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K-12 EDUCATION

K-12 Education

Primary and secondary education accounts for 20 percent of state general fund expenditures, making it the second largest component of state spending behind Medicaid.  That a large chunk of state budgets are devoted to K-12 education is not surprising given that together, states and  localities, pay more than 90 percent of the cost of public K-12 education, according to the State Budget Crisis Task Force.

Despite the millions of state dollars poured into K-12 education every year, America's school systems are failing to turn out successful students, as a Harvard study showed that U.S. math and reading competency scores fell below the global average. See our study "Throwing Money At Education Isn't Working" to learn what your state is pending, how students there are performing, and how that ranks with the rest of the country.

States need to fix their education problems, and they need to find budget-friendly ways to do so. Here are our Top 5 Questions to Ask Your School Board Officials About the School Budget.

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    • HEADLINES: New Jersey

      $32.9B NJ budget clears legislative committees

      Businessweek | by Angela Delli Santi | June 21, 2013

      The negotiated budget is similar to the one Gov. Chris Christie proposed in February.

    • HEADLINES: Wisconsin

      Wisconsin lawmakers approve $68 billion state budget

      Yahoo! News | by Brendan O'Brien | June 21, 2013

      The proposed budget, which contained a $650 million income tax cut over the next two years, was approved by the Republican-led Assembly with a 55-42 vote on Wednesday.

    • HEADLINES: Rhode Island

      Top RI lawmakers unveil proposed $8.2B state budget

      WPRI.com | by Ted Nesi | June 19, 2013

      Lawmakers unveiled a proposed state budget Tuesday evening that would boost funding for education significantly without increasing broad-based taxes or fees.

    • HEADLINES: Oregon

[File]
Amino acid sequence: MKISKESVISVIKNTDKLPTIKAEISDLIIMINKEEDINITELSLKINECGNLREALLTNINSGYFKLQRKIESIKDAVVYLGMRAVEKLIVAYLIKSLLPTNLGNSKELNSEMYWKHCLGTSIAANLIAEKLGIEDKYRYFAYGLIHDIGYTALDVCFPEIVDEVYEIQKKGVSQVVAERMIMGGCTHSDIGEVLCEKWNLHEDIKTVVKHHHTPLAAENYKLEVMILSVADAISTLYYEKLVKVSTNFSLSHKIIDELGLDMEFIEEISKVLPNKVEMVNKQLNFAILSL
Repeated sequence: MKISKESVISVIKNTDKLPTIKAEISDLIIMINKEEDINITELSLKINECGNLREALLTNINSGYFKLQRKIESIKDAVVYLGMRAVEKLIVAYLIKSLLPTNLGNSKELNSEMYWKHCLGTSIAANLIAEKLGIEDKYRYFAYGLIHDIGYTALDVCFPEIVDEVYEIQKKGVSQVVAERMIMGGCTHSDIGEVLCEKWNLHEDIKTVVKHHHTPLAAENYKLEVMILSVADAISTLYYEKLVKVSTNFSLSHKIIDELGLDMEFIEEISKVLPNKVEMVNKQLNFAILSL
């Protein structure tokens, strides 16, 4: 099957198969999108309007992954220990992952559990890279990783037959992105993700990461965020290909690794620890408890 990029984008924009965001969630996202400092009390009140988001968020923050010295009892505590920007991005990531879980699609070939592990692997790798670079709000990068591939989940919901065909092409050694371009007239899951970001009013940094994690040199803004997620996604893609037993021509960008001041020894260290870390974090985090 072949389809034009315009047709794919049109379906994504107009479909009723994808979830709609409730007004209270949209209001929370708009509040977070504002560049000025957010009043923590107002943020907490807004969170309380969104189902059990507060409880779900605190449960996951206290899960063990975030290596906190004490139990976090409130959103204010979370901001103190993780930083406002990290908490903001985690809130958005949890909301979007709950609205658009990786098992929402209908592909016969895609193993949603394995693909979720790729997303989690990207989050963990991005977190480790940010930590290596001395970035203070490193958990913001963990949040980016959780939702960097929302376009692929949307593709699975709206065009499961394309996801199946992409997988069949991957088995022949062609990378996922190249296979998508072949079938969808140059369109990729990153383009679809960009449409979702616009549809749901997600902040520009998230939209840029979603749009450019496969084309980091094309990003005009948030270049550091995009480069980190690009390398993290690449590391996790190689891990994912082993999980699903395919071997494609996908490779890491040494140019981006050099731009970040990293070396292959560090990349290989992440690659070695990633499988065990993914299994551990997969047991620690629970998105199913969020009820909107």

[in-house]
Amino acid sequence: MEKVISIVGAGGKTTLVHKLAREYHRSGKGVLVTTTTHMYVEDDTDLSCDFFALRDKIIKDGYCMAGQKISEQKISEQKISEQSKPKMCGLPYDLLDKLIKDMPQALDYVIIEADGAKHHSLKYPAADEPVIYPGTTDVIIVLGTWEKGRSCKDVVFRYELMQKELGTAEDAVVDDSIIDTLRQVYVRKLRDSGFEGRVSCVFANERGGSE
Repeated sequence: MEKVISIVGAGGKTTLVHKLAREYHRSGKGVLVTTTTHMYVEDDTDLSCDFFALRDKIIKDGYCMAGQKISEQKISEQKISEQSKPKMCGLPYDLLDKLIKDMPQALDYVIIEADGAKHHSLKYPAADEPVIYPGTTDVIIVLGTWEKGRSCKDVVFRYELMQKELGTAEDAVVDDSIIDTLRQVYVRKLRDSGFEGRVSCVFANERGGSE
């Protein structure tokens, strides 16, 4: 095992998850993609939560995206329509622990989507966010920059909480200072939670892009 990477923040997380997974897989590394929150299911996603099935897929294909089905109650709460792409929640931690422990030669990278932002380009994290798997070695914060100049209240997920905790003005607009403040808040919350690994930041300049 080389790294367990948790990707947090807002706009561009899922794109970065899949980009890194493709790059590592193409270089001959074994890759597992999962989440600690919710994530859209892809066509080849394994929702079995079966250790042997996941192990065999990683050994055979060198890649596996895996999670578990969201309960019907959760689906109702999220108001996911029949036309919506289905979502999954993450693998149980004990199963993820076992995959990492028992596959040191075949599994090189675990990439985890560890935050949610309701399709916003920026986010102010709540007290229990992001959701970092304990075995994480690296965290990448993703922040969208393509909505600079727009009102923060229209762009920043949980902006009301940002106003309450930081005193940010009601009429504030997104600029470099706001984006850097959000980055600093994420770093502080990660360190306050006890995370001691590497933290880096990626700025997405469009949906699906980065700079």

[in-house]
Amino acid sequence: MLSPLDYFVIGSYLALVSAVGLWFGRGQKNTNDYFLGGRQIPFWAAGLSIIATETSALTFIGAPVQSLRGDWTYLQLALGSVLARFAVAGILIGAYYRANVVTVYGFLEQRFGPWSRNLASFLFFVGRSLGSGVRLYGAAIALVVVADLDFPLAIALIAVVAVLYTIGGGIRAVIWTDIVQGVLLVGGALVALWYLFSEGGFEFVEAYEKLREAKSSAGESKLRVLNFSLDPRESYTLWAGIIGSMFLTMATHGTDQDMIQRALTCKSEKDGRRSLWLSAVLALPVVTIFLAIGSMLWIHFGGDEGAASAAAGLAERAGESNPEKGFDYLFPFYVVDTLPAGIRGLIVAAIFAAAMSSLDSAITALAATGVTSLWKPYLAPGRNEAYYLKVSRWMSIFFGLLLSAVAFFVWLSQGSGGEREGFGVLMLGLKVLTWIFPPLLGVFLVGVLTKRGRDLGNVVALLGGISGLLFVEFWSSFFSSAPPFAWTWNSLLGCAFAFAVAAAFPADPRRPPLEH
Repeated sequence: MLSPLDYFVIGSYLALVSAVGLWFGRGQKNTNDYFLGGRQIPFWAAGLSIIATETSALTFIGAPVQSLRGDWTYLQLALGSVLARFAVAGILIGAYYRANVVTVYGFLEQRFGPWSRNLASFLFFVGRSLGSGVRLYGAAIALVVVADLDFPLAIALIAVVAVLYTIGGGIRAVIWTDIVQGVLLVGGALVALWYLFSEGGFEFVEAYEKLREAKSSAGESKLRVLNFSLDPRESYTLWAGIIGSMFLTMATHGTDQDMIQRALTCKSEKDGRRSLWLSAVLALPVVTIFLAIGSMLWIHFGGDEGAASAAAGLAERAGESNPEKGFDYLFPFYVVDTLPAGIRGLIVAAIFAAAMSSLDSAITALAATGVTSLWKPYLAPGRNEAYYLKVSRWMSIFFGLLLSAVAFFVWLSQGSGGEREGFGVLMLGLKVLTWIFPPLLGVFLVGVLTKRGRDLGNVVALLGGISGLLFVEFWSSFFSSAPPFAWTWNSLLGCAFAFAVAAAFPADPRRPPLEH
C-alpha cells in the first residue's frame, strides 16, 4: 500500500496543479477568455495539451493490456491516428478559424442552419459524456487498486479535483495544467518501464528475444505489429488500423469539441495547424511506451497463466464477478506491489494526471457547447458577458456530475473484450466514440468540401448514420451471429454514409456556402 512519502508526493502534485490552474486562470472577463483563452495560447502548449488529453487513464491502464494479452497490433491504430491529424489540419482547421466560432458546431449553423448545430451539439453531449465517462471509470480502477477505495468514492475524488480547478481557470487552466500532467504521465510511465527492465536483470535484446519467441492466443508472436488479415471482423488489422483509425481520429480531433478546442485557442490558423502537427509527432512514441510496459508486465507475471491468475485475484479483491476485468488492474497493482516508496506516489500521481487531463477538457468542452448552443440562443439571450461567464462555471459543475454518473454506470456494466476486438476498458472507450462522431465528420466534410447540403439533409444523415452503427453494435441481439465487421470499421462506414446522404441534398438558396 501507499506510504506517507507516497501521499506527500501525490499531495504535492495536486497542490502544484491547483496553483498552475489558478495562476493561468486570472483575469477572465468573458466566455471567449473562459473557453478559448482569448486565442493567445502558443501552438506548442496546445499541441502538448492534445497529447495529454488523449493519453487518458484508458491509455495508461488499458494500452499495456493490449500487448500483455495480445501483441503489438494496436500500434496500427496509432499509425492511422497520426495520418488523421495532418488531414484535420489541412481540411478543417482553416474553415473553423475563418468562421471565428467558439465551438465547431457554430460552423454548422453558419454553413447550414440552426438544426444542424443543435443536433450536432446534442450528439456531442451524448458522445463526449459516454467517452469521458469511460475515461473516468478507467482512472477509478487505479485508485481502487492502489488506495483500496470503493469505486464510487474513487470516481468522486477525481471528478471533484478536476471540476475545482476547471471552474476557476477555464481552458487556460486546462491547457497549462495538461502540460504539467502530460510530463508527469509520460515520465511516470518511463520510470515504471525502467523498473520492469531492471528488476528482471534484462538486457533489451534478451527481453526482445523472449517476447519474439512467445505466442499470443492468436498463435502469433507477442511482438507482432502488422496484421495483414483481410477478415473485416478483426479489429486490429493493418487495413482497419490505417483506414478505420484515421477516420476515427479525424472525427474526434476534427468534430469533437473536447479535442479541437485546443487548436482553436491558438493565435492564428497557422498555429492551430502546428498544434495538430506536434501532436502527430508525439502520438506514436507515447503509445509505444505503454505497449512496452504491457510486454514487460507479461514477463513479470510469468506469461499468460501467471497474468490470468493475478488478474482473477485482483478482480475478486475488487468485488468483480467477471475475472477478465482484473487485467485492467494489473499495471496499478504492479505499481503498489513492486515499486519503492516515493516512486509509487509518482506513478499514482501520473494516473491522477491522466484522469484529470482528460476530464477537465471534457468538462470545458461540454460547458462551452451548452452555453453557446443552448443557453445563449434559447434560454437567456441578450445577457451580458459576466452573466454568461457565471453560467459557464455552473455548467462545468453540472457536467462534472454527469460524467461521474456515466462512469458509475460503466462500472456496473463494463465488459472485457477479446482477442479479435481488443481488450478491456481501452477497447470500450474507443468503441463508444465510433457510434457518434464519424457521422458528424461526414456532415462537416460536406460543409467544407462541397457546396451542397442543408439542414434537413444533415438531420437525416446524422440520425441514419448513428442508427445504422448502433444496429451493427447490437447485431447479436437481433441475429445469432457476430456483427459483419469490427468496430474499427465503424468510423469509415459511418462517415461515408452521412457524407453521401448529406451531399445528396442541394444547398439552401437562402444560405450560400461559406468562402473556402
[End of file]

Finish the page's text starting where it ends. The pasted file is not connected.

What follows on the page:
Oregon school budget fails, back to table for negotiators

      The Oregonian | by Christian Gaston | June 18, 2013

      Efforts to seal a budget deal for Oregon's public schools spiraled further into uncertainty Monday when a key spending bill failed on the Senate floor and partisan wrangling continued over public pension costs and possible tax increases.

    • POLICY BRIEF

      Financial Incentives Are The "Core" Of New Education Standards

      State Budget Solutions | by Bob Williams, Joe Luppino-Esposito | June 18, 2013

      The implementation of the Common Core State Standards Initiative is forcing states to determine when a “good offer” becomes an offer that cannot be refused. This report will explain the issues, in terms of both finances and fedearlism, surrounding the adoption of the Commone Core.

    • HEADLINES: California

      Jerry Brown, lawmakers come to terms on key budget issues

      The Los Angeles Times | by Chris Megerian and Anthony York | June 11, 2013

      Governor wins important victories involving redistribution of money for schools and how much revenue to expect to be coming in for the state.

    • HEADLINES: Louisiana

      Lawmakers transcend party lines to approve new state budget

      WWLTV.com | by Monica Hernandez | June 7, 2013

      Representatives erupted into celebration after the unanimous passage of a $25 billion budget just hours before the session wrapped up. The Senate had approved the budget shortly before the House vote.

    • Wisconsin

      State budget affects schools in ways beyond vouchers

      The Milwaukee Journal Sentinel | by Erin Richards | June 6, 2013

      School funding and the long and rollicking debate over whether - and how - to offer private school vouchers to children in cities beyond Milwaukee and Racine took top billing on the education stage during Wisconsin's state budget deliberations.

    • HEADLINES: Michigan

      Common Core standards funding officially blocked in new Michigan budget after Senate vote

      MLive.com | by Brian Smith | June 6, 2013

      Michigan is poised to became the second state to "pause" implementation of the Common Core State Standards for math and language arts education Tuesday after the state Senate approved a budget barring funding for the guidelines.

    • HEADLINES: Wisconsin

      State budget endorsed, sent to Assembly

      Green Bay Press Gazette | by Scott Bauer | June 5, 2013